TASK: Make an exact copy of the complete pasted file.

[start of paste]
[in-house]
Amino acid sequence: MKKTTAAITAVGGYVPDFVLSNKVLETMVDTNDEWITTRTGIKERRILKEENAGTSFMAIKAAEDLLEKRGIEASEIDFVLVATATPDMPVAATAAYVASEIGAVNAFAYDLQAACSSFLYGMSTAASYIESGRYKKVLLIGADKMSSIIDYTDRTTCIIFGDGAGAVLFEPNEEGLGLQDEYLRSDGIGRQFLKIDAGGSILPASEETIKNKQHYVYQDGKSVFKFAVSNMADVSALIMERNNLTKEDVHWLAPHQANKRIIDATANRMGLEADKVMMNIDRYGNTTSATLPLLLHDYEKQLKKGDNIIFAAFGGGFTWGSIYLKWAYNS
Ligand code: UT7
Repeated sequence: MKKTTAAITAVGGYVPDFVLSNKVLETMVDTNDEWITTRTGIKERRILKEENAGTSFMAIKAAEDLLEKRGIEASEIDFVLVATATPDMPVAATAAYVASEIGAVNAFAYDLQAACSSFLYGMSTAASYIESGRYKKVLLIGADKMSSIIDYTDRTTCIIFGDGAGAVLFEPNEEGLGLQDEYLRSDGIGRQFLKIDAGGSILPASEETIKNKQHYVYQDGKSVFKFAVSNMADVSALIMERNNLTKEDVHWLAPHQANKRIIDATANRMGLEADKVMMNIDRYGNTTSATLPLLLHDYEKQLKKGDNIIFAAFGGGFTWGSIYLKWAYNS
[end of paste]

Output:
[in-house]
Amino acid sequence: MKKTTAAITAVGGYVPDFVLSNKVLETMVDTNDEWITTRTGIKERRILKEENAGTSFMAIKAAEDLLEKRGIEASEIDFVLVATATPDMPVAATAAYVASEIGAVNAFAYDLQAACSSFLYGMSTAASYIESGRYKKVLLIGADKMSSIIDYTDRTTCIIFGDGAGAVLFEPNEEGLGLQDEYLRSDGIGRQFLKIDAGGSILPASEETIKNKQHYVYQDGKSVFKFAVSNMADVSALIMERNNLTKEDVHWLAPHQANKRIIDATANRMGLEADKVMMNIDRYGNTTSATLPLLLHDYEKQLKKGDNIIFAAFGGGFTWGSIYLKWAYNS
Ligand code: UT7
Repeated sequence: MKKTTAAITAVGGYVPDFVLSNKVLETMVDTNDEWITTRTGIKERRILKEENAGTSFMAIKAAEDLLEKRGIEASEIDFVLVATATPDMPVAATAAYVASEIGAVNAFAYDLQAACSSFLYGMSTAASYIESGRYKKVLLIGADKMSSIIDYTDRTTCIIFGDGAGAVLFEPNEEGLGLQDEYLRSDGIGRQFLKIDAGGSILPASEETIKNKQHYVYQDGKSVFKFAVSNMADVSALIMERNNLTKEDVHWLAPHQANKRIIDATANRMGLEADKVMMNIDRYGNTTSATLPLLLHDYEKQLKKGDNIIFAAFGGGFTWGSIYLKWAYNS